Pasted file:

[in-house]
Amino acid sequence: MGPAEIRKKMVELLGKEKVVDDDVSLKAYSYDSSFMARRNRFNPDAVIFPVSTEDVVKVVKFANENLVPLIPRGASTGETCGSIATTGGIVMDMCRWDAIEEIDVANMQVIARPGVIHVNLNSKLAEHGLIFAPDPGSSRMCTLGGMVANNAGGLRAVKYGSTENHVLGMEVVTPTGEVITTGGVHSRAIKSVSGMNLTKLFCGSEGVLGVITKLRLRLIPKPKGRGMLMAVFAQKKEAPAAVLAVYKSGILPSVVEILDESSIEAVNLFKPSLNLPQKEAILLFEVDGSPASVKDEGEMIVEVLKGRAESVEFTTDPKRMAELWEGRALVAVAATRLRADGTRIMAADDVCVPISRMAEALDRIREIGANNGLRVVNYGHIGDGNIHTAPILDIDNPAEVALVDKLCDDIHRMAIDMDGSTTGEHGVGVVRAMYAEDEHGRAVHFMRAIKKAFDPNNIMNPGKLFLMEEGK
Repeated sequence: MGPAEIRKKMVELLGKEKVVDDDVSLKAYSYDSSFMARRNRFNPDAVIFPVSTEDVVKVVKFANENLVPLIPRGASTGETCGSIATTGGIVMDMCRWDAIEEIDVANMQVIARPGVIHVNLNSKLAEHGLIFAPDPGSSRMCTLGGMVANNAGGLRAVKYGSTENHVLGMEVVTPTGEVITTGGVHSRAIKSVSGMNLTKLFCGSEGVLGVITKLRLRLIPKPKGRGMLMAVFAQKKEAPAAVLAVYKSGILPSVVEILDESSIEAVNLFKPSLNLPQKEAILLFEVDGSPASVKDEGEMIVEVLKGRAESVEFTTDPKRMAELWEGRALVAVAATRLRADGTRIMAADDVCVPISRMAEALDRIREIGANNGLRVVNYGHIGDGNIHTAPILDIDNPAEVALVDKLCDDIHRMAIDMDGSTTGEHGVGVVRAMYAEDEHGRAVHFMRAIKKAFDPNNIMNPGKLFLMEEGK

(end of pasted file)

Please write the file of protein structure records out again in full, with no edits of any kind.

[in-house]
Amino acid sequence: MGPAEIRKKMVELLGKEKVVDDDVSLKAYSYDSSFMARRNRFNPDAVIFPVSTEDVVKVVKFANENLVPLIPRGASTGETCGSIATTGGIVMDMCRWDAIEEIDVANMQVIARPGVIHVNLNSKLAEHGLIFAPDPGSSRMCTLGGMVANNAGGLRAVKYGSTENHVLGMEVVTPTGEVITTGGVHSRAIKSVSGMNLTKLFCGSEGVLGVITKLRLRLIPKPKGRGMLMAVFAQKKEAPAAVLAVYKSGILPSVVEILDESSIEAVNLFKPSLNLPQKEAILLFEVDGSPASVKDEGEMIVEVLKGRAESVEFTTDPKRMAELWEGRALVAVAATRLRADGTRIMAADDVCVPISRMAEALDRIREIGANNGLRVVNYGHIGDGNIHTAPILDIDNPAEVALVDKLCDDIHRMAIDMDGSTTGEHGVGVVRAMYAEDEHGRAVHFMRAIKKAFDPNNIMNPGKLFLMEEGK
Repeated sequence: MGPAEIRKKMVELLGKEKVVDDDVSLKAYSYDSSFMARRNRFNPDAVIFPVSTEDVVKVVKFANENLVPLIPRGASTGETCGSIATTGGIVMDMCRWDAIEEIDVANMQVIARPGVIHVNLNSKLAEHGLIFAPDPGSSRMCTLGGMVANNAGGLRAVKYGSTENHVLGMEVVTPTGEVITTGGVHSRAIKSVSGMNLTKLFCGSEGVLGVITKLRLRLIPKPKGRGMLMAVFAQKKEAPAAVLAVYKSGILPSVVEILDESSIEAVNLFKPSLNLPQKEAILLFEVDGSPASVKDEGEMIVEVLKGRAESVEFTTDPKRMAELWEGRALVAVAATRLRADGTRIMAADDVCVPISRMAEALDRIREIGANNGLRVVNYGHIGDGNIHTAPILDIDNPAEVALVDKLCDDIHRMAIDMDGSTTGEHGVGVVRAMYAEDEHGRAVHFMRAIKKAFDPNNIMNPGKLFLMEEGK